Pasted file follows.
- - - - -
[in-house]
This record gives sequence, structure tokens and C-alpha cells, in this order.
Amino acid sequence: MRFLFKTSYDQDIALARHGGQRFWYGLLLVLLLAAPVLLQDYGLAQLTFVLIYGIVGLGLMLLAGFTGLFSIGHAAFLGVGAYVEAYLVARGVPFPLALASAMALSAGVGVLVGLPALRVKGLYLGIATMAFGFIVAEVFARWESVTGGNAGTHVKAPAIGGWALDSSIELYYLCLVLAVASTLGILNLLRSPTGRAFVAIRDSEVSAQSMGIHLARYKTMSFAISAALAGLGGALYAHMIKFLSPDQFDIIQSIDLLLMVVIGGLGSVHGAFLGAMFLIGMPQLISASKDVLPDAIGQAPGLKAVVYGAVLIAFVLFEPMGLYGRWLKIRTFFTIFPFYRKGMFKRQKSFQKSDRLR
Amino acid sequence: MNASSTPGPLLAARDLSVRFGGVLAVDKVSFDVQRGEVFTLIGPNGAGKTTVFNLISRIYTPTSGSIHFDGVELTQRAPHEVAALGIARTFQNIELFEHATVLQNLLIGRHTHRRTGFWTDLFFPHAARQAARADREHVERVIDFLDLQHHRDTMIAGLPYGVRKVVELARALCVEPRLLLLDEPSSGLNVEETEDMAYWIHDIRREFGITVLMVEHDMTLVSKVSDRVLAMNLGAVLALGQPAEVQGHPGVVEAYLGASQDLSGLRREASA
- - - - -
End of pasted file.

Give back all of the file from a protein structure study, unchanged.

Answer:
[in-house]
This record gives sequence, structure tokens and C-alpha cells, in this order.
Amino acid sequence: MRFLFKTSYDQDIALARHGGQRFWYGLLLVLLLAAPVLLQDYGLAQLTFVLIYGIVGLGLMLLAGFTGLFSIGHAAFLGVGAYVEAYLVARGVPFPLALASAMALSAGVGVLVGLPALRVKGLYLGIATMAFGFIVAEVFARWESVTGGNAGTHVKAPAIGGWALDSSIELYYLCLVLAVASTLGILNLLRSPTGRAFVAIRDSEVSAQSMGIHLARYKTMSFAISAALAGLGGALYAHMIKFLSPDQFDIIQSIDLLLMVVIGGLGSVHGAFLGAMFLIGMPQLISASKDVLPDAIGQAPGLKAVVYGAVLIAFVLFEPMGLYGRWLKIRTFFTIFPFYRKGMFKRQKSFQKSDRLR
Amino acid sequence: MNASSTPGPLLAARDLSVRFGGVLAVDKVSFDVQRGEVFTLIGPNGAGKTTVFNLISRIYTPTSGSIHFDGVELTQRAPHEVAALGIARTFQNIELFEHATVLQNLLIGRHTHRRTGFWTDLFFPHAARQAARADREHVERVIDFLDLQHHRDTMIAGLPYGVRKVVELARALCVEPRLLLLDEPSSGLNVEETEDMAYWIHDIRREFGITVLMVEHDMTLVSKVSDRVLAMNLGAVLALGQPAEVQGHPGVVEAYLGASQDLSGLRREASA